In a scruffy, near-empty bar off 14th, a couple buys me a tequila and we talk old tunes. They are slumming, the woman clearly in the lead, sizing me up. Her music memories come alive and I offer to get my guitar out of the car.
The barman catches me at the door. You’re not bringing any guitar in here, he says, and hands me some change. Now put this in the jukebox and go sit down.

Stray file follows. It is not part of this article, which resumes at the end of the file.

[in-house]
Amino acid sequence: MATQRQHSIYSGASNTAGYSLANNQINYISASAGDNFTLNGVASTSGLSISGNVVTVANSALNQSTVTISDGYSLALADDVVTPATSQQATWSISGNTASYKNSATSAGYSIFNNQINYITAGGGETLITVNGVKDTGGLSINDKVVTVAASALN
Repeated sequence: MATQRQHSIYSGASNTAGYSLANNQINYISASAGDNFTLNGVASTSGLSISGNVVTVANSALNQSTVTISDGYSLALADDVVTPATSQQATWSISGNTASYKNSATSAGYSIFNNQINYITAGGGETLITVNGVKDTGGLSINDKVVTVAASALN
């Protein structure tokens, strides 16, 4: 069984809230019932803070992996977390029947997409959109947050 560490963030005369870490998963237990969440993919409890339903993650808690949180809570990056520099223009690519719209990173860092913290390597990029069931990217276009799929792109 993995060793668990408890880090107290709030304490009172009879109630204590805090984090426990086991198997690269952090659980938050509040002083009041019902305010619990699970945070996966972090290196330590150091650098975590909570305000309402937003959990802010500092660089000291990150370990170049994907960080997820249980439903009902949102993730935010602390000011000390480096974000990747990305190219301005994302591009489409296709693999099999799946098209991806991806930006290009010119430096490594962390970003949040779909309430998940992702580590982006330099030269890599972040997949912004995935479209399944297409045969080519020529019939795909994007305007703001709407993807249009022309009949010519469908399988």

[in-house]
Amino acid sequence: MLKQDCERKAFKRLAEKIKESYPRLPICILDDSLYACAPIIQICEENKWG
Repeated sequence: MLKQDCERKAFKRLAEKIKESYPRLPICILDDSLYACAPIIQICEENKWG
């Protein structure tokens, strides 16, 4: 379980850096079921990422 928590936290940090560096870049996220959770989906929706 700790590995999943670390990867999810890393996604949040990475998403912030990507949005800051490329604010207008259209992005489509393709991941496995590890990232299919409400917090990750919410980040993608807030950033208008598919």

More tequila and lyrics. The graceless lady’s hand slides up my thigh and I see the man grinning. We’re about ready. First the john. Near the sink, I finger Am, C in the stale air and splash the song on the cracked mirror and across two dingy walls.
Easy to do.
Barry Basden lives close to a wild river and edits Camroc Press Review. His writing has appeared elsewhere.